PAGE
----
Using a combination of research, scientific grounding and personal experience, Kross writes about an academic subject in layman's terms while providing down-to-earth, honest advice. His presentation is easy to grasp but never condescending, and his thoughtful inclusion of anecdotes of his own and from others guards against making readers feel intellectually or emotionally intimidated. Kross defines "chatter" as "the cyclical negative thoughts and emotions that turn our singular capacity for introspection into a curse rather than a blessing." The author assures us that there are ways to control this inner voice, and even ways we can use it to benefit us, stating, "the key to beating chatter isn't to stop talking to yourself. The challenge is to figure out how to do so more effectively."..continued

Full Review (701 words)

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(Reviewed by Nichole Brazelton).

Media Reviews

New Yorker
Kross is likable and practical on the page, and his self-help program seems less insidiously evil than most. That said, when Chatter defined awe as a brain state in which 'the neural activity associated with self-immersion decreases,' I despaired. There's something deeply mysterious, even awesome, about our inner voice...Kross has good ideas about how to manage and control this voice, and yet his book at times feels transactional where it could be curious.

The Guardian (UK)
Are there right and wrong ways to communicate with yourself, and if so, are there techniques that might usefully be employed by those with inner voices that are just a little too loud? ... Kross has found answers to some, if not all, of these questions...[Chatter] could hardly be published at a more opportune moment.

Booklist
A practical, useful guide to quieting one's inner noise.

Kirkus Reviews (starred review)
Although an academic with impressive credentials, the author speaks to all students of life, grounding the text with illuminating vignettes pulled from the lives of public figures as well as his own. In the end, he shows us how we might have better chats with ourselves, ones that make us happier, healthier, and more productive people. A book that will truly change minds.

Publishers Weekly (starred review)
Kross, the director of the University of Michigan's Emotion & Self Control Laboratory, debuts with an eye-opening look at managing 'the silent conversations people have with themselves'...Readers dealing with issues of self-talk would do well to pick up Kross's stimulating foray into popular psychology.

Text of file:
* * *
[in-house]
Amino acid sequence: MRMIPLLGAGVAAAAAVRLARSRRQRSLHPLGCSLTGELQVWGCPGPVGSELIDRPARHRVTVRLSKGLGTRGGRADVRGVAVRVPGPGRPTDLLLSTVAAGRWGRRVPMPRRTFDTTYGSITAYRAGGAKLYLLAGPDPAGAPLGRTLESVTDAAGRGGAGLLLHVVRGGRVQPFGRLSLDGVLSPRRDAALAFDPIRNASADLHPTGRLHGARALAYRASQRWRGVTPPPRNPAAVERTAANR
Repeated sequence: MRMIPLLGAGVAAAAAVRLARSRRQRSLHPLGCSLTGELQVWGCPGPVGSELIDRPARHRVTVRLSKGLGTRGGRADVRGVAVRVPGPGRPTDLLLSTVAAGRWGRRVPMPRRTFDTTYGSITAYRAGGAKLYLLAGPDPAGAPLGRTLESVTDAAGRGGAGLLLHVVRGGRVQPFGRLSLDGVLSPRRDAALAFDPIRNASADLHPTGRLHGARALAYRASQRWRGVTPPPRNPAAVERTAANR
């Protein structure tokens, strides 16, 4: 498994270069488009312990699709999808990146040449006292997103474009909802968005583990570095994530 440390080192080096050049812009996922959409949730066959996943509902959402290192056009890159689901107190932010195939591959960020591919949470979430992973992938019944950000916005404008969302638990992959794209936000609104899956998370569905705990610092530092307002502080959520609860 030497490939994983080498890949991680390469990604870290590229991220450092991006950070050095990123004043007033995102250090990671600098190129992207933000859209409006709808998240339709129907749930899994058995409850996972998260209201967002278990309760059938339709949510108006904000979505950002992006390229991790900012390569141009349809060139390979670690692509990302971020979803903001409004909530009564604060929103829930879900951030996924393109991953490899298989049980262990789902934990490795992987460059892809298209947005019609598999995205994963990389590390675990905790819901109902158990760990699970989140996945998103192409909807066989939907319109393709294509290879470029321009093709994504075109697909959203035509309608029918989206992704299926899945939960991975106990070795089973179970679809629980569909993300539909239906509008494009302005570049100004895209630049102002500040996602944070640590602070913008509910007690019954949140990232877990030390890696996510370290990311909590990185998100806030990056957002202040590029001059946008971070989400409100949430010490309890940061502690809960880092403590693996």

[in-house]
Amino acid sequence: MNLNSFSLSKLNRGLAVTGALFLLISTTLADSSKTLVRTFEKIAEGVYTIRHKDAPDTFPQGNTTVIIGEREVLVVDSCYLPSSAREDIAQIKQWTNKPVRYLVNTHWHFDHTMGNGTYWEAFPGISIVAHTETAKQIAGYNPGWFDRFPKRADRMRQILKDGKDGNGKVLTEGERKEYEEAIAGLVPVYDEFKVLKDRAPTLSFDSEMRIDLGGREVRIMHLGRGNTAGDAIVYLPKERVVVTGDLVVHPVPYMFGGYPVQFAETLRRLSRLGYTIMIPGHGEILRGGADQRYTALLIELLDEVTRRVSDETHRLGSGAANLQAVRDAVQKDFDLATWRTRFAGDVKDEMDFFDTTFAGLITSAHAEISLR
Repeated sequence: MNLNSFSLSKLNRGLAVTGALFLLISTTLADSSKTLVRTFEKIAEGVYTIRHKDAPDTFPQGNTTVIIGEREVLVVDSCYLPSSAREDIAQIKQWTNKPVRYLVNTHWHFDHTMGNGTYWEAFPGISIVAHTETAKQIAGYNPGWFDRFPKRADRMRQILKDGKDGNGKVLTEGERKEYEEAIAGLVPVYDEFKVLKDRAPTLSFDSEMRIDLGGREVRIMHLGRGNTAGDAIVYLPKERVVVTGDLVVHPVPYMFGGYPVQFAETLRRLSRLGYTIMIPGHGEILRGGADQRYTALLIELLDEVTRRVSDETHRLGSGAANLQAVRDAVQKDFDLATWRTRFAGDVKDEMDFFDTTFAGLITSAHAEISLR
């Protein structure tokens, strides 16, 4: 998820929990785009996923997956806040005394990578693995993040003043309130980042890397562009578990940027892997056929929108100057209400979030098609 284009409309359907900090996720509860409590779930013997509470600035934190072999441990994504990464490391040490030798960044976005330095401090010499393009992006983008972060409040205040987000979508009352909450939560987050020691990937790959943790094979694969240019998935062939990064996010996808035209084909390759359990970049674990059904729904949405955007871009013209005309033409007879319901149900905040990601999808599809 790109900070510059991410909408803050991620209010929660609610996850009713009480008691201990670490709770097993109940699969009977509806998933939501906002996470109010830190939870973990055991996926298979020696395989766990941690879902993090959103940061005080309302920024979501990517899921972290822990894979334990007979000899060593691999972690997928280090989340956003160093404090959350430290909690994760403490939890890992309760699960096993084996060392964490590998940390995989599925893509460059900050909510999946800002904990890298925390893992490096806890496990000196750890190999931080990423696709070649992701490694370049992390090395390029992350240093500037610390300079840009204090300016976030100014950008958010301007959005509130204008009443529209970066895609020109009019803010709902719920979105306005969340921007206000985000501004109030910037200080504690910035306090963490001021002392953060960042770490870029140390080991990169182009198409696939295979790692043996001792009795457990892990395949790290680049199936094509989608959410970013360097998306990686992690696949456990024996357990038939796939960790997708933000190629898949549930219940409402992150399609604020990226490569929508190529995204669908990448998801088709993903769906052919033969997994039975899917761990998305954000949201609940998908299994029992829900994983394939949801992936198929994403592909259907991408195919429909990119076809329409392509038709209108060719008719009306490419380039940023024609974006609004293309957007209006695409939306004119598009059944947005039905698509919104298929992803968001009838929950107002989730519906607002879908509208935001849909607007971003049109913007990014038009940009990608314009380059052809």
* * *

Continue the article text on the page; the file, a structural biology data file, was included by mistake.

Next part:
Library Journal
A well-reasoned, well-researched guide for those prone to negative self-talk and those who support them.

Author Blurb Adam Grant, bestselling author of Originals and Give and Take, and host of the TED podcast WorkLife
This book is going to fundamentally change some of the most important conversations in your life—the ones you have with yourself. Along with being a pioneering psychologist and neuroscientist, Ethan Kross is an unusually gifted writer and storyteller. He shows that instead of trying to silence your monkey mind, you can learn to educate it, motivate it, and even reason with it.

Author Blurb Angela Duckworth, bestselling author of Grit
Fresh and riveting, Chatter is a masterpiece—a landmark book that will change the way you think about human nature. Ethan Kross is one part sage, one part mensch, and one part world-class psychological scientist. When I need advice, it's Ethan I call. Now, through Chatter, everyone has a chance to learn about their inner voice from among the wisest people I know. Required reading for all.

Author Blurb Susan Cain, bestselling author of Quiet
Ethan Kross isn't just a world-renowned scientist, he's an expert storyteller too. In Chatter, he shows why our inner voice is indispensable, and reveals how we can master it. Urgent, lucid, and compelling, Chatter is the groundbreaking and transformative book the world needs now.

Reader Reviews

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Beyond the Book

Rick Ankiel

Rick Ankiel Rick Ankiel was born in 1979 in Fort Pierce, Florida. At an early age, he threw himself into baseball as a way of escaping a tumultuous and often violent home life. In 1997, as a pitcher for Port St. Lucie High School, he was named "High School Player of the Year" by USA Today. By his major league baseball debut with the St. Louis Cardinals in 1999, he had racked up several pitching successes and respected titles in the minor leagues: He was named "best pitching prospect" in both the Carolina and Midwest Leagues; he was also the Carolina League's All-Star starting pitcher, Baseball America's first-team Minor League All-Star starting pitcher and the Cardinals' Minor League Player of the Year.

However, as is detailed in Chatter by ...